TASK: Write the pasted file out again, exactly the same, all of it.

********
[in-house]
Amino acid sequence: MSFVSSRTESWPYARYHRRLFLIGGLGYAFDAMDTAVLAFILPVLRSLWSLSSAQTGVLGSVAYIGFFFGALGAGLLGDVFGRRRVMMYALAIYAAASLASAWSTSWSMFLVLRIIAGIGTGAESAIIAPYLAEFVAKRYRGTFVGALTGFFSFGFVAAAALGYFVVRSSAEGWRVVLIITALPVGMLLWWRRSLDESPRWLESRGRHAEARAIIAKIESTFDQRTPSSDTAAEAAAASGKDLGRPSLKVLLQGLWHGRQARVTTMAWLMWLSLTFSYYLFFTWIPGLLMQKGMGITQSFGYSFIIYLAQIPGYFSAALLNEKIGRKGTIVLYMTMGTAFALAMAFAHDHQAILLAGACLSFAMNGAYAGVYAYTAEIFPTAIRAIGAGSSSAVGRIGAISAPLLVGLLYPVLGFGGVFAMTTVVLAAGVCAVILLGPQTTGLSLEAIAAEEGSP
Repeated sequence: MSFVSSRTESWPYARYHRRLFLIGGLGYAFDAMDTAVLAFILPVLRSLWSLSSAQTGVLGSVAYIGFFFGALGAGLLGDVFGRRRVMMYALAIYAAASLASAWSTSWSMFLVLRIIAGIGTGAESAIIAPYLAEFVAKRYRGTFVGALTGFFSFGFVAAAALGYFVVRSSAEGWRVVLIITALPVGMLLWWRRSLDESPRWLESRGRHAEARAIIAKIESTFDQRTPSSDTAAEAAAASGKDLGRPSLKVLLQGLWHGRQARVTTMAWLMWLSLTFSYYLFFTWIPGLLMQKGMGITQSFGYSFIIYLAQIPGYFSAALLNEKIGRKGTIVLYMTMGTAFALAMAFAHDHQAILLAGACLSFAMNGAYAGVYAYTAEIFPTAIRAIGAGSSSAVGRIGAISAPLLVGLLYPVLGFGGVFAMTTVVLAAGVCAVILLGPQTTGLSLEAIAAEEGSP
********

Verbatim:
[in-house]
Amino acid sequence: MSFVSSRTESWPYARYHRRLFLIGGLGYAFDAMDTAVLAFILPVLRSLWSLSSAQTGVLGSVAYIGFFFGALGAGLLGDVFGRRRVMMYALAIYAAASLASAWSTSWSMFLVLRIIAGIGTGAESAIIAPYLAEFVAKRYRGTFVGALTGFFSFGFVAAAALGYFVVRSSAEGWRVVLIITALPVGMLLWWRRSLDESPRWLESRGRHAEARAIIAKIESTFDQRTPSSDTAAEAAAASGKDLGRPSLKVLLQGLWHGRQARVTTMAWLMWLSLTFSYYLFFTWIPGLLMQKGMGITQSFGYSFIIYLAQIPGYFSAALLNEKIGRKGTIVLYMTMGTAFALAMAFAHDHQAILLAGACLSFAMNGAYAGVYAYTAEIFPTAIRAIGAGSSSAVGRIGAISAPLLVGLLYPVLGFGGVFAMTTVVLAAGVCAVILLGPQTTGLSLEAIAAEEGSP
Repeated sequence: MSFVSSRTESWPYARYHRRLFLIGGLGYAFDAMDTAVLAFILPVLRSLWSLSSAQTGVLGSVAYIGFFFGALGAGLLGDVFGRRRVMMYALAIYAAASLASAWSTSWSMFLVLRIIAGIGTGAESAIIAPYLAEFVAKRYRGTFVGALTGFFSFGFVAAAALGYFVVRSSAEGWRVVLIITALPVGMLLWWRRSLDESPRWLESRGRHAEARAIIAKIESTFDQRTPSSDTAAEAAAASGKDLGRPSLKVLLQGLWHGRQARVTTMAWLMWLSLTFSYYLFFTWIPGLLMQKGMGITQSFGYSFIIYLAQIPGYFSAALLNEKIGRKGTIVLYMTMGTAFALAMAFAHDHQAILLAGACLSFAMNGAYAGVYAYTAEIFPTAIRAIGAGSSSAVGRIGAISAPLLVGLLYPVLGFGGVFAMTTVVLAAGVCAVILLGPQTTGLSLEAIAAEEGSP